Turkish Airlines, Air New Zealand Weigh GTF-Related Groundings
Turkish Airlines expects to ground 11-12 Airbus A320neo family aircraft powered by Pratt & Whitney geared turbofan (GTF) engines by the end of 2023, although that number could be revised upwards.
RTX, the parent company of Pratt & Whitney, set out a fleet management plan Sept. 11 to tackle manufacturing problems with the engines that could see 650 A320neo family aircraft grounded early next year.
The carrier, which has 58 A320neo family aircraft with GTF engines in its 429-strong fleet, said it had already grounded nine of its aircraft in August because of the engine problems and that there had been a loss in passenger capacity due to the groundings.
Turkish Airlines still expects 15-20% annual growth, as per guidance previously given to investors.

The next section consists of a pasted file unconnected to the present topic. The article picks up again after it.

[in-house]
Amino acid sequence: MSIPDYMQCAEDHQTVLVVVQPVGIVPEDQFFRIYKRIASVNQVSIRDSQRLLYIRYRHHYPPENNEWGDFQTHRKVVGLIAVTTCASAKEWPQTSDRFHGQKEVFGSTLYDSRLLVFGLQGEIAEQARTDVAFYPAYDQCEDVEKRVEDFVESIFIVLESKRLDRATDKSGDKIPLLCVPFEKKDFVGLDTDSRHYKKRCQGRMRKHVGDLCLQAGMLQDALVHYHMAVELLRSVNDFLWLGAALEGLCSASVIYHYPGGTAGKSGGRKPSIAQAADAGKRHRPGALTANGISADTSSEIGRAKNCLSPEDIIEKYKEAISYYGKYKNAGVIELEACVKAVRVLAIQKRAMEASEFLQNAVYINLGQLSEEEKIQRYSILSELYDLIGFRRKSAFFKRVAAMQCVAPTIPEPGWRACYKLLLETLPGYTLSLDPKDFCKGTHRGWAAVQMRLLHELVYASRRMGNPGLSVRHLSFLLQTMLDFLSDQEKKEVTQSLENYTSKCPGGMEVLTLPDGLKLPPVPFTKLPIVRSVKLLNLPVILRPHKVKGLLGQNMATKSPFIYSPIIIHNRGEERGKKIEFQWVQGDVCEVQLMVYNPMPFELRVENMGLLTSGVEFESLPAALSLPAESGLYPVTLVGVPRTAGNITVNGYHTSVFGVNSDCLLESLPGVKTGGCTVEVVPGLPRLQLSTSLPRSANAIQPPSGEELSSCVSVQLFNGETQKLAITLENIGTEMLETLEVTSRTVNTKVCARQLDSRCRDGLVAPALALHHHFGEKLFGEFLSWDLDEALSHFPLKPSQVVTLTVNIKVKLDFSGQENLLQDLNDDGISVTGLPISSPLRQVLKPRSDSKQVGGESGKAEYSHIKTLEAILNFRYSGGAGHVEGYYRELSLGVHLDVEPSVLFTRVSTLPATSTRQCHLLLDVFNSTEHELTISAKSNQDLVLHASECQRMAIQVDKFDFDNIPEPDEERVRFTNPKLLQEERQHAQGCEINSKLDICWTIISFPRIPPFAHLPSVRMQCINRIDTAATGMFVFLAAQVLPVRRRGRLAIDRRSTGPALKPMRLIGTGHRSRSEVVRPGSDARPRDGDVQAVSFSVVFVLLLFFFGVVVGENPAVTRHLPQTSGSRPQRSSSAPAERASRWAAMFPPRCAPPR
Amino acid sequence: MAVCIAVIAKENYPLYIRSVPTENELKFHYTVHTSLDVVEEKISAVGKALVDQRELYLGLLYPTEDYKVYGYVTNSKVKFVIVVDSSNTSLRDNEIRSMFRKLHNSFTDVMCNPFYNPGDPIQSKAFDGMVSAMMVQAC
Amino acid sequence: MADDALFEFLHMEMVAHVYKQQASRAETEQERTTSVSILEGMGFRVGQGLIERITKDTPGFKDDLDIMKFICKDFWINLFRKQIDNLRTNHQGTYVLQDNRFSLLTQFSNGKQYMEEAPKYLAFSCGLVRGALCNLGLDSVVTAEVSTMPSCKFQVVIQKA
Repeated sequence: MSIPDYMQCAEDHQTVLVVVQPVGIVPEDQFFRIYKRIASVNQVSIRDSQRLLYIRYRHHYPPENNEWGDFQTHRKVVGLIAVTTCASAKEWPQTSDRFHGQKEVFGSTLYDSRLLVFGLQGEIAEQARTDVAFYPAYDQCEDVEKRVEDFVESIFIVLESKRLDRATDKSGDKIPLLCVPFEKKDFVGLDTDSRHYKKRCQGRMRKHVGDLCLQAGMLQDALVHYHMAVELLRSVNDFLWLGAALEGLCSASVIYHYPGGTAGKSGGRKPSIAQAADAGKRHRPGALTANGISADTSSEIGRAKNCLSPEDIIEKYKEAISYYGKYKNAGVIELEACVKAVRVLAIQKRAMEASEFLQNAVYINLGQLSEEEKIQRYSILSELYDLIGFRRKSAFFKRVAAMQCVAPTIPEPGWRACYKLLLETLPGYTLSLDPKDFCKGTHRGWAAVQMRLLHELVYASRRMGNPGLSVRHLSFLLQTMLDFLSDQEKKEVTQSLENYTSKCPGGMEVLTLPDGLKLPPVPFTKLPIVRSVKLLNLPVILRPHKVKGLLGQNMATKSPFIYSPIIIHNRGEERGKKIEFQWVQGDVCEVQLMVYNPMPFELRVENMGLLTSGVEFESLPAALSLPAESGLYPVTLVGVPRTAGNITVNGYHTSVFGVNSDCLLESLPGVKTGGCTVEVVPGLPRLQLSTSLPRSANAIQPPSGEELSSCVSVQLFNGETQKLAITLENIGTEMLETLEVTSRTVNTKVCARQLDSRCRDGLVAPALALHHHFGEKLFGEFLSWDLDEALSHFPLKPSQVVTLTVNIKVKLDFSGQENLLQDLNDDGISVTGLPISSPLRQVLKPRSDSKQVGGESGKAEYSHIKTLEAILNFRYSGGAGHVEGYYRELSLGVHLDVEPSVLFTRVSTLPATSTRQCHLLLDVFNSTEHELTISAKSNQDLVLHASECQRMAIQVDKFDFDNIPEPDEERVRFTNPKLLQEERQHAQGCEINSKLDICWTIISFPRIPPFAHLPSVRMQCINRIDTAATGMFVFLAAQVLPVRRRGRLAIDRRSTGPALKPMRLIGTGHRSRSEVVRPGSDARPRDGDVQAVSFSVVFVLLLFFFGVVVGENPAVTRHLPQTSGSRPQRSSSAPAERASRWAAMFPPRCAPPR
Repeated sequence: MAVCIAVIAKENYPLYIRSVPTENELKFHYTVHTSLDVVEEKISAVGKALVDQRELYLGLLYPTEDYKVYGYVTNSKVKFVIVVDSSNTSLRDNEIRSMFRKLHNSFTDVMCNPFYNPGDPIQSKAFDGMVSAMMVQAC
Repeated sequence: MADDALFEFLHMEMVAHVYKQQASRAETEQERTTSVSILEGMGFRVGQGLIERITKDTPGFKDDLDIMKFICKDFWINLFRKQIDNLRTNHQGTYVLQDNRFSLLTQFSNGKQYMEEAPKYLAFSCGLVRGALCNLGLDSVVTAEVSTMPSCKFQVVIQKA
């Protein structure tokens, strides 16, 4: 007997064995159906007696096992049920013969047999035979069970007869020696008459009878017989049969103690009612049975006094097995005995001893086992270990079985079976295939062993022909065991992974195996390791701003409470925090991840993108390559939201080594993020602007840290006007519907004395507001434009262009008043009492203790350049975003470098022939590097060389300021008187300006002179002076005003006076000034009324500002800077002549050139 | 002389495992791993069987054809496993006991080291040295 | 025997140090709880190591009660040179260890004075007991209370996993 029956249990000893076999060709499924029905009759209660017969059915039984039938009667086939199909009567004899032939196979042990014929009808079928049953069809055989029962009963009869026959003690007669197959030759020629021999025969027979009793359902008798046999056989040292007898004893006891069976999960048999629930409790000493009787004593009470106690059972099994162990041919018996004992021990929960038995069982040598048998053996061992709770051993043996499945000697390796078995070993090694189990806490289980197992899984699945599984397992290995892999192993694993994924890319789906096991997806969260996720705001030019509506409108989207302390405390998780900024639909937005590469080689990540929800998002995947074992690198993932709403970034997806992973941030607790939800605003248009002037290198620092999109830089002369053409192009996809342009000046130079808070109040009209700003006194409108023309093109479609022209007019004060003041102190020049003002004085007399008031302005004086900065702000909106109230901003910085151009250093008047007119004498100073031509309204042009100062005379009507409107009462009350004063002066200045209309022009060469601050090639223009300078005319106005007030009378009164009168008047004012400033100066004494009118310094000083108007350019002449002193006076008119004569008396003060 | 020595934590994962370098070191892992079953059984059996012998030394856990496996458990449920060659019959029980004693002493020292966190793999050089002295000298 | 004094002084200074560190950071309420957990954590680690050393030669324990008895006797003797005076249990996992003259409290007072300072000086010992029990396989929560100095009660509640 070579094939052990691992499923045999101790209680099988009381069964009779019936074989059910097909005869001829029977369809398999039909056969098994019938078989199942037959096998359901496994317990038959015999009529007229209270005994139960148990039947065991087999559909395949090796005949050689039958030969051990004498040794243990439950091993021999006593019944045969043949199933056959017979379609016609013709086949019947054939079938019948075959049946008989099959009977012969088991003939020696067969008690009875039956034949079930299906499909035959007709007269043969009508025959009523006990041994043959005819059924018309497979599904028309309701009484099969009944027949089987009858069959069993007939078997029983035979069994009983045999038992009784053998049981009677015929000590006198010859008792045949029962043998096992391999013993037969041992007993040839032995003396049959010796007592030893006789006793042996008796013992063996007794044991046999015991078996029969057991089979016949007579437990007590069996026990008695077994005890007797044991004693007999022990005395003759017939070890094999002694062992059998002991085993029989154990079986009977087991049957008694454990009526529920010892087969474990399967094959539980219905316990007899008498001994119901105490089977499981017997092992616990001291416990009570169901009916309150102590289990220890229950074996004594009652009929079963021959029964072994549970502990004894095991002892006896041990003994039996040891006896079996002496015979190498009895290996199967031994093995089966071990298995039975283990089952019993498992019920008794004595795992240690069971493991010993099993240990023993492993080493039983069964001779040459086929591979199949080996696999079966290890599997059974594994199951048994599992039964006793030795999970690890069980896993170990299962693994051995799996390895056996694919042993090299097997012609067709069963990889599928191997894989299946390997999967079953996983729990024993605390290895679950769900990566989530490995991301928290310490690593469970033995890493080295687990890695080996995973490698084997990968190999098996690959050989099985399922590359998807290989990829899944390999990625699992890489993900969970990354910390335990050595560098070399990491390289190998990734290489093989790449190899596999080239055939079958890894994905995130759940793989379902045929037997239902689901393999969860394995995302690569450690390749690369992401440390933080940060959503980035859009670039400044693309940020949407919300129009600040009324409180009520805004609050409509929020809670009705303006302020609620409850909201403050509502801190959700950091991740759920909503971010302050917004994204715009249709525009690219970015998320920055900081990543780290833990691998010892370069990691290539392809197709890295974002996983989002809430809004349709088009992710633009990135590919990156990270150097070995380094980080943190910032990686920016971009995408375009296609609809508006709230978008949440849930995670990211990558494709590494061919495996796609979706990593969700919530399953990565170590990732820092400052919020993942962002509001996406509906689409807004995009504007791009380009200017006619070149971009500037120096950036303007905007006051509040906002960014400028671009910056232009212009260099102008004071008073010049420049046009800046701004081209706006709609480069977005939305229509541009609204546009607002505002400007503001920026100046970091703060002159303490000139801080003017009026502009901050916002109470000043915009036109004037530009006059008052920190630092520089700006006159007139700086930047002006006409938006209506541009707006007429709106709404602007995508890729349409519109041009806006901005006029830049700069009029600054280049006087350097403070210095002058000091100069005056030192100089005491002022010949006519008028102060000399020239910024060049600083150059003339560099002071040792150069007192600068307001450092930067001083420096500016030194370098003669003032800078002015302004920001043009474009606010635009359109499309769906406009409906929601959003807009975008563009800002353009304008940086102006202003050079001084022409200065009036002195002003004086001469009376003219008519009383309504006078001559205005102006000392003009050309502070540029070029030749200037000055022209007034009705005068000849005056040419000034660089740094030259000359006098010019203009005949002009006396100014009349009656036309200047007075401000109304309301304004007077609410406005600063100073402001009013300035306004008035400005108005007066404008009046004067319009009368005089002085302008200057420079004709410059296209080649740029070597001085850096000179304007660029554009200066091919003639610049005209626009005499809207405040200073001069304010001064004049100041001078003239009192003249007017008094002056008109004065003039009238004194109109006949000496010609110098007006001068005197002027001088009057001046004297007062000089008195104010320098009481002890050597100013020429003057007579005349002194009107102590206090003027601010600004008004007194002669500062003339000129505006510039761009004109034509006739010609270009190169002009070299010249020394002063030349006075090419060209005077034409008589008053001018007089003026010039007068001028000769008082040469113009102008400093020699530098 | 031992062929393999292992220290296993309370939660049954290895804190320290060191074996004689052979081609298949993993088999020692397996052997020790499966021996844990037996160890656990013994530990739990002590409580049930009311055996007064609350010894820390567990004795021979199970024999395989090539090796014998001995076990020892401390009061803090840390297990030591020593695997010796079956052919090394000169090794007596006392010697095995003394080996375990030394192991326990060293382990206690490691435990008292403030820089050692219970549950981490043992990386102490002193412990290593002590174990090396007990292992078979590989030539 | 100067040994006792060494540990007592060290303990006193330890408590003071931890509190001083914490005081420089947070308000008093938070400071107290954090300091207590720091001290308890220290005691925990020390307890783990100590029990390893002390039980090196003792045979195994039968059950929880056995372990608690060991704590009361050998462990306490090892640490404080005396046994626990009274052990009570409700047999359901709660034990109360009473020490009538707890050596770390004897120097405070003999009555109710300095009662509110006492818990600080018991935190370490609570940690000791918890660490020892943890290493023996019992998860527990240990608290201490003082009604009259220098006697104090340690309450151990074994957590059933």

“Our expectation is to ground 11-12 aircraft by the end of the year, but due to the uncertainties in the process, there is a possibility that this number will be revised upwards by the end of the year,” a Turkish Airlines media relations spokesperson told Aviation Daily.
“Our negotiations with the manufacturer on this issue continue,” the spokesperson said. “Since there are still unclear issues regarding the affected engines and maintenance plans, it seems possible that there will be changes in the quantities mentioned above in the coming period.”
Separately, Air New Zealand said ongoing Pratt engine issues would put further pressure on its operation.
“Recent updates provided by Pratt & Whitney, who supply and maintain engines on 16 of our NEO aircraft which operate primarily on the Tasman and Pacific Islands, will put further pressure our operation,” Air New Zealand CEO Greg Foran said in a statement published on the airline’s website Sept. 26 to coincide with its annual shareholders’ meeting. “We expect more details from Pratt & Whitney in the coming weeks and have been developing plans to reduce the potential disruption to customers.”